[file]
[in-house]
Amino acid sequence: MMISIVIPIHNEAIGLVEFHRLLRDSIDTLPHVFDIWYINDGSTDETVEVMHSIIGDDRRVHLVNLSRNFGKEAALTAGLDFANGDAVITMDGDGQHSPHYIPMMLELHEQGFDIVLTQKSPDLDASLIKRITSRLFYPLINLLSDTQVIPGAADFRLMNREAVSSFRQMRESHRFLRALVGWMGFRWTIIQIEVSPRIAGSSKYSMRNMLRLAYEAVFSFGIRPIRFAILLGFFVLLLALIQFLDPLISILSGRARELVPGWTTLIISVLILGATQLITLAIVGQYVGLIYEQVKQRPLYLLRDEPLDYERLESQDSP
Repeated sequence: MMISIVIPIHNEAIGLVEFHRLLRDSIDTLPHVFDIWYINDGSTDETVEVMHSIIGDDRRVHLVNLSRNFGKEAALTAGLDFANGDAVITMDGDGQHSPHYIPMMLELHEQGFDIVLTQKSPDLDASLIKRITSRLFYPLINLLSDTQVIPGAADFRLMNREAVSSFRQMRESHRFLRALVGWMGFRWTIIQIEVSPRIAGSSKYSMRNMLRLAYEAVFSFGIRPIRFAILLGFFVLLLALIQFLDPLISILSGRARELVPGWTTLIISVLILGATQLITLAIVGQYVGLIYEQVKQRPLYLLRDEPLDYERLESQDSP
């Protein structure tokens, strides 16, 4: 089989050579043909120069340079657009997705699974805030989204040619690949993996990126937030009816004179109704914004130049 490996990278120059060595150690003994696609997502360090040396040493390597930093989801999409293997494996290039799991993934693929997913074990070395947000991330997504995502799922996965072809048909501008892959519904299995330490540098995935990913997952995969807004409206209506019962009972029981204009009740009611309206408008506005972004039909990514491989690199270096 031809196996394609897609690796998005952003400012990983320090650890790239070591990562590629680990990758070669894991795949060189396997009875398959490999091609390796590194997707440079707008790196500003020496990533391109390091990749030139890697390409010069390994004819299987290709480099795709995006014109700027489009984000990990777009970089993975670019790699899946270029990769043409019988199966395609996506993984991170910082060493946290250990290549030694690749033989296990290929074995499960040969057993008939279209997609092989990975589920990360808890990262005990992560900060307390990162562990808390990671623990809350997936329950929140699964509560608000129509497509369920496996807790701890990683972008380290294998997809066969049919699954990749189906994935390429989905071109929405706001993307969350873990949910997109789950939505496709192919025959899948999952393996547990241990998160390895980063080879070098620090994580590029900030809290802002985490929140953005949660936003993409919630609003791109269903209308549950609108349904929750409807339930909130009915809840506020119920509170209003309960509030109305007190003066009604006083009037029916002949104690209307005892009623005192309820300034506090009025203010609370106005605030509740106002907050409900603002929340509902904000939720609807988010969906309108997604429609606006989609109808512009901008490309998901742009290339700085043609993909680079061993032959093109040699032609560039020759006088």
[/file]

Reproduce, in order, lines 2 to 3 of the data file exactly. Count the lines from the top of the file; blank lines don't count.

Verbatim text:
Amino acid sequence: MMISIVIPIHNEAIGLVEFHRLLRDSIDTLPHVFDIWYINDGSTDETVEVMHSIIGDDRRVHLVNLSRNFGKEAALTAGLDFANGDAVITMDGDGQHSPHYIPMMLELHEQGFDIVLTQKSPDLDASLIKRITSRLFYPLINLLSDTQVIPGAADFRLMNREAVSSFRQMRESHRFLRALVGWMGFRWTIIQIEVSPRIAGSSKYSMRNMLRLAYEAVFSFGIRPIRFAILLGFFVLLLALIQFLDPLISILSGRARELVPGWTTLIISVLILGATQLITLAIVGQYVGLIYEQVKQRPLYLLRDEPLDYERLESQDSP
Repeated sequence: MMISIVIPIHNEAIGLVEFHRLLRDSIDTLPHVFDIWYINDGSTDETVEVMHSIIGDDRRVHLVNLSRNFGKEAALTAGLDFANGDAVITMDGDGQHSPHYIPMMLELHEQGFDIVLTQKSPDLDASLIKRITSRLFYPLINLLSDTQVIPGAADFRLMNREAVSSFRQMRESHRFLRALVGWMGFRWTIIQIEVSPRIAGSSKYSMRNMLRLAYEAVFSFGIRPIRFAILLGFFVLLLALIQFLDPLISILSGRARELVPGWTTLIISVLILGATQLITLAIVGQYVGLIYEQVKQRPLYLLRDEPLDYERLESQDSP